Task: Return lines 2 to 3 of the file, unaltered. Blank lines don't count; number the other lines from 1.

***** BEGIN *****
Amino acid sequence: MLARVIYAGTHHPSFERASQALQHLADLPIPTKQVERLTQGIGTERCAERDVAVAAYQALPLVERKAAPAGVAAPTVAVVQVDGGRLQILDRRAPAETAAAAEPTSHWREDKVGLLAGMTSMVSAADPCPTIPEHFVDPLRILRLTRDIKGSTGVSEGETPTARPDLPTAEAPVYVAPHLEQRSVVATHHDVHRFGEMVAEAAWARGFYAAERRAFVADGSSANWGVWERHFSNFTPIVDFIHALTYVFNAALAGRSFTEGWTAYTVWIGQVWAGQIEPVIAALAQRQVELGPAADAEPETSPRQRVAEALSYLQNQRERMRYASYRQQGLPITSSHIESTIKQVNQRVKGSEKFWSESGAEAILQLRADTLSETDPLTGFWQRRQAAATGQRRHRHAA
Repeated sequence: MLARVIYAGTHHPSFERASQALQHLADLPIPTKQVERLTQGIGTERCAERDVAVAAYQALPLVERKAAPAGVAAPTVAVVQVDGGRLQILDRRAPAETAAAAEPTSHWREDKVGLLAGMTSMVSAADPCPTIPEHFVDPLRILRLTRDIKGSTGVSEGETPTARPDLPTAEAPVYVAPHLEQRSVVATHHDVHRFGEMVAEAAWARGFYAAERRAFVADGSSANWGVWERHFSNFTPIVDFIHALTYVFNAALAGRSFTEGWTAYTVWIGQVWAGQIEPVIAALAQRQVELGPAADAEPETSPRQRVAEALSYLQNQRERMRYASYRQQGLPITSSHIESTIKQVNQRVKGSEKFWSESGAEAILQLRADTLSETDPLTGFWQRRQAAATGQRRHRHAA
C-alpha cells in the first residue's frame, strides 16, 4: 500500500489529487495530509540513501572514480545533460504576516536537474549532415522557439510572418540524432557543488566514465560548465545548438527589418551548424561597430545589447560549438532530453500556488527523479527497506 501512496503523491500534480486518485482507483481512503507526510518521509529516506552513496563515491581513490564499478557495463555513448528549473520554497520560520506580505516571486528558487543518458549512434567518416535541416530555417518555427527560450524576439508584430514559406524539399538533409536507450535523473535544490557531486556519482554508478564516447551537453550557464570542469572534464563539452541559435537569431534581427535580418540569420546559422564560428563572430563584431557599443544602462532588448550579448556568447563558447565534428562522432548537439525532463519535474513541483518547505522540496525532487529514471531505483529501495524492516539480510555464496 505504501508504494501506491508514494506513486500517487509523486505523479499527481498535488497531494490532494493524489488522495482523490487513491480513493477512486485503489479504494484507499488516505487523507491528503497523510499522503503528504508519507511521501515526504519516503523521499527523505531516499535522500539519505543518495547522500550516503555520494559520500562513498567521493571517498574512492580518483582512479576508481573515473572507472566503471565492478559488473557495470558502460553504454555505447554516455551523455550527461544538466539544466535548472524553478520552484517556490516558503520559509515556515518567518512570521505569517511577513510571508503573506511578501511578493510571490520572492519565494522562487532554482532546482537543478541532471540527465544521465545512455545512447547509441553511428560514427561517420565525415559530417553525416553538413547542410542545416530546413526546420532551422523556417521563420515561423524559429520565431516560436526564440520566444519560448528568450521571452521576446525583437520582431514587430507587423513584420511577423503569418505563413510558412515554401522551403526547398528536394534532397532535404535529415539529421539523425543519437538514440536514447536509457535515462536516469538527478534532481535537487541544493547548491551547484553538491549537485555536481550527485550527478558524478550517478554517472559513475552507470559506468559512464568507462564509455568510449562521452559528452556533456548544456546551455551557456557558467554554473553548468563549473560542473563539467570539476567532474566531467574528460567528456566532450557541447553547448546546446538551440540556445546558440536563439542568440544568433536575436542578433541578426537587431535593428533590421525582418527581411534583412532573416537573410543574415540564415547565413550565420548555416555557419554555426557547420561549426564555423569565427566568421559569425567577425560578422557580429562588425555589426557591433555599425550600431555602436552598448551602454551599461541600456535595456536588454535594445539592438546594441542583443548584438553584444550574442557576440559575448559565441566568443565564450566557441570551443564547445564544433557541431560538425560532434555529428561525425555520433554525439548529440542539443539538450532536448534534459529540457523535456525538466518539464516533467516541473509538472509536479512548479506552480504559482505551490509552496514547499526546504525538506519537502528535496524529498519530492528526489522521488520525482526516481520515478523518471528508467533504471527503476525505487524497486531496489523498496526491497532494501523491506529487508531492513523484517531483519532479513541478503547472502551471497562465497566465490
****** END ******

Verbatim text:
Repeated sequence: MLARVIYAGTHHPSFERASQALQHLADLPIPTKQVERLTQGIGTERCAERDVAVAAYQALPLVERKAAPAGVAAPTVAVVQVDGGRLQILDRRAPAETAAAAEPTSHWREDKVGLLAGMTSMVSAADPCPTIPEHFVDPLRILRLTRDIKGSTGVSEGETPTARPDLPTAEAPVYVAPHLEQRSVVATHHDVHRFGEMVAEAAWARGFYAAERRAFVADGSSANWGVWERHFSNFTPIVDFIHALTYVFNAALAGRSFTEGWTAYTVWIGQVWAGQIEPVIAALAQRQVELGPAADAEPETSPRQRVAEALSYLQNQRERMRYASYRQQGLPITSSHIESTIKQVNQRVKGSEKFWSESGAEAILQLRADTLSETDPLTGFWQRRQAAATGQRRHRHAA
C-alpha cells in the first residue's frame, strides 16, 4: 500500500489529487495530509540513501572514480545533460504576516536537474549532415522557439510572418540524432557543488566514465560548465545548438527589418551548424561597430545589447560549438532530453500556488527523479527497506 501512496503523491500534480486518485482507483481512503507526510518521509529516506552513496563515491581513490564499478557495463555513448528549473520554497520560520506580505516571486528558487543518458549512434567518416535541416530555417518555427527560450524576439508584430514559406524539399538533409536507450535523473535544490557531486556519482554508478564516447551537453550557464570542469572534464563539452541559435537569431534581427535580418540569420546559422564560428563572430563584431557599443544602462532588448550579448556568447563558447565534428562522432548537439525532463519535474513541483518547505522540496525532487529514471531505483529501495524492516539480510555464496 505504501508504494501506491508514494506513486500517487509523486505523479499527481498535488497531494490532494493524489488522495482523490487513491480513493477512486485503489479504494484507499488516505487523507491528503497523510499522503503528504508519507511521501515526504519516503523521499527523505531516499535522500539519505543518495547522500550516503555520494559520500562513498567521493571517498574512492580518483582512479576508481573515473572507472566503471565492478559488473557495470558502460553504454555505447554516455551523455550527461544538466539544466535548472524553478520552484517556490516558503520559509515556515518567518512570521505569517511577513510571508503573506511578501511578493510571490520572492519565494522562487532554482532546482537543478541532471540527465544521465545512455545512447547509441553511428560514427561517420565525415559530417553525416553538413547542410542545416530546413526546420532551422523556417521563420515561423524559429520565431516560436526564440520566444519560448528568450521571452521576446525583437520582431514587430507587423513584420511577423503569418505563413510558412515554401522551403526547398528536394534532397532535404535529415539529421539523425543519437538514440536514447536509457535515462536516469538527478534532481535537487541544493547548491551547484553538491549537485555536481550527485550527478558524478550517478554517472559513475552507470559506468559512464568507462564509455568510449562521452559528452556533456548544456546551455551557456557558467554554473553548468563549473560542473563539467570539476567532474566531467574528460567528456566532450557541447553547448546546446538551440540556445546558440536563439542568440544568433536575436542578433541578426537587431535593428533590421525582418527581411534583412532573416537573410543574415540564415547565413550565420548555416555557419554555426557547420561549426564555423569565427566568421559569425567577425560578422557580429562588425555589426557591433555599425550600431555602436552598448551602454551599461541600456535595456536588454535594445539592438546594441542583443548584438553584444550574442557576440559575448559565441566568443565564450566557441570551443564547445564544433557541431560538425560532434555529428561525425555520433554525439548529440542539443539538450532536448534534459529540457523535456525538466518539464516533467516541473509538472509536479512548479506552480504559482505551490509552496514547499526546504525538506519537502528535496524529498519530492528526489522521488520525482526516481520515478523518471528508467533504471527503476525505487524497486531496489523498496526491497532494501523491506529487508531492513523484517531483519532479513541478503547472502551471497562465497566465490